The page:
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Jocelyn (The Reading World)

I love to read and can get very attached to my opinions, but recently I've been learning not to completely lose my head when people disagree with me, so feel safe to argue with me whenever you wish ;) 


What Life was Like in the Land of the Dragon: Imperial China Ad 960-1368 - Time-Life Books

Although the title is somewhat misleading, this works very well as a comprehensive overview of the Song and Yuan Dynasties. It starts with the formation of the Song following the Five Dynasties and Ten Kingdoms Period, the conquest of northern China by the Jurchens which led to the diminished Southern Song, the conquest of all of China by the Mongols, and the end of the Yuan Dynasty.

One interesting tidbit I learned was the story of former empress Meng, who contributed to the survival of the Song in southern China by serving as an effective regent to two emperors, then stepping down when they were ready to rule.

Along with the lively accessibility of the writing, this book is full of dozens of colorful asides which do address "what life was like," including descriptions of city life, food and drink, progressions on technology, pottery, writing, and philosophy. Almost every page has a detailed picture, whether it's a painting or a photograph of artifacts, providing a vivid visual element to the book's overall political chronicle.

The main focus of the Song section seems to be on the timeline of economic reforms, of China's struggle to maintain its empire without overtaxing its peasants. This was made difficult by the aristocracy's exemption from said taxes, combined with their owning the majority of the most productive land. In addition, peasants were subjected to conscripted labor and suffered the hardest in times of failed harvests. One specifically influential official, Wang Anshi, led the way in implementing reforms, which met with mixed successes with the populace and mixed responses by the court. He was strongly opposed by another official Su Shi, and the conflict between the two men, their individual lives, and the fluctuating political climate is described in extensive detail for almost a third of the 144 pages.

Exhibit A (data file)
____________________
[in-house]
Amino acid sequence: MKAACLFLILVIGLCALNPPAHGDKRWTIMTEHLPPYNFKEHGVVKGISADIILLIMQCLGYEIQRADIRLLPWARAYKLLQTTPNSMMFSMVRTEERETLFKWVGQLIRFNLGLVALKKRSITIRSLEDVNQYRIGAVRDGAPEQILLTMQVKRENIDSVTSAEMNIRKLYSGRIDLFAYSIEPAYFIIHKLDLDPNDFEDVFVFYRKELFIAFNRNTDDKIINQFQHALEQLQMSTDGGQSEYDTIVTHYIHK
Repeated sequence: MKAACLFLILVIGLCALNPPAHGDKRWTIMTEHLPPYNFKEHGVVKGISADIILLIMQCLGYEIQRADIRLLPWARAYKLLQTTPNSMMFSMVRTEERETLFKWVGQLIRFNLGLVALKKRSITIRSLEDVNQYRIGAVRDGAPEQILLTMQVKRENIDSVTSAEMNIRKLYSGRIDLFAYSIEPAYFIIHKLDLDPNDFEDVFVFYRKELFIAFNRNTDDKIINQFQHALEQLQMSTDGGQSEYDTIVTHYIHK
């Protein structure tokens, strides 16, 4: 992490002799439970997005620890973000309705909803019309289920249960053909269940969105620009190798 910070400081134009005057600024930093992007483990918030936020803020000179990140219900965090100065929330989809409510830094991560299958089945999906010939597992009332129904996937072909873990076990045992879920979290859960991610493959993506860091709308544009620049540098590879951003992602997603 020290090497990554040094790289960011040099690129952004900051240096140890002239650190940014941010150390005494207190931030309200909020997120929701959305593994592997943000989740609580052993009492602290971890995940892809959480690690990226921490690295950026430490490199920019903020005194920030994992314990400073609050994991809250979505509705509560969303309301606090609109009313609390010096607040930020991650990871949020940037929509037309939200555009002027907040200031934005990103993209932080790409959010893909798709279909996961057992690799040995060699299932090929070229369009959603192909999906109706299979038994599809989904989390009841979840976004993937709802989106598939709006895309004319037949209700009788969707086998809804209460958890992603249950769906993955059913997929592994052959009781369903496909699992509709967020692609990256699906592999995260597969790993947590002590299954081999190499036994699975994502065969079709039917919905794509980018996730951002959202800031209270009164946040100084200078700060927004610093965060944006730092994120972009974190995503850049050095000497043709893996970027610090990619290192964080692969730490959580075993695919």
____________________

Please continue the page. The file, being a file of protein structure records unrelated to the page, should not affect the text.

The fall of the Yuan Dynasty is explained by the Mongols' failure to fully legitimize their rule, as native Chinese were second-class citizens and foreign officials were given the most important civic posts. Over time, the favoritism shown to these foreigners and others at the top of the social ladder began to bleed China dry. The further the Mongols assimilated into a culture that nevertheless refused to accept them, the more they lost their ancestral legitimacy, leading to a set of vulnerable conditions that made it easy for the eventual Ming founder to overthrow the dynasty.

I came to this knowing next to nothing about this time period in Chinese history and it turned out to be very accommodating. I would suggest it as an introduction, while readers with a more serious interest might give it a look, then go on to read more rigorously detailed works to fill in the holes inevitably left by such a broad overview.